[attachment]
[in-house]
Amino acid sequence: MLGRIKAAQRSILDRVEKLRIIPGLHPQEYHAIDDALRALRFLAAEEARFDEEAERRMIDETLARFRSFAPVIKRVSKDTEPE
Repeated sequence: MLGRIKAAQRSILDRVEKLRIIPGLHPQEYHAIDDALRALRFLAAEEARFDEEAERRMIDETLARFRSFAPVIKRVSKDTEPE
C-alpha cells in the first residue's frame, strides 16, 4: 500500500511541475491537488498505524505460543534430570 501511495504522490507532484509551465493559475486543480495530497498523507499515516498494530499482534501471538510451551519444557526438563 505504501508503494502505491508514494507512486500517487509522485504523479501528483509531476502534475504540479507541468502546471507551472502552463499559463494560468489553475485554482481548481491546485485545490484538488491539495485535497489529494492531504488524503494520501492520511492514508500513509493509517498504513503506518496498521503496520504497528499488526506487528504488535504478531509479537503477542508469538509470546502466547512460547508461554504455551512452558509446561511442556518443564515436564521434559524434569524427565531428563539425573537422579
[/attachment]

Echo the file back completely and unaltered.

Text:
[in-house]
Amino acid sequence: MLGRIKAAQRSILDRVEKLRIIPGLHPQEYHAIDDALRALRFLAAEEARFDEEAERRMIDETLARFRSFAPVIKRVSKDTEPE
Repeated sequence: MLGRIKAAQRSILDRVEKLRIIPGLHPQEYHAIDDALRALRFLAAEEARFDEEAERRMIDETLARFRSFAPVIKRVSKDTEPE
C-alpha cells in the first residue's frame, strides 16, 4: 500500500511541475491537488498505524505460543534430570 501511495504522490507532484509551465493559475486543480495530497498523507499515516498494530499482534501471538510451551519444557526438563 505504501508503494502505491508514494507512486500517487509522485504523479501528483509531476502534475504540479507541468502546471507551472502552463499559463494560468489553475485554482481548481491546485485545490484538488491539495485535497489529494492531504488524503494520501492520511492514508500513509493509517498504513503506518496498521503496520504497528499488526506487528504488535504478531509479537503477542508469538509470546502466547512460547508461554504455551512452558509446561511442556518443564515436564521434559524434569524427565531428563539425573537422579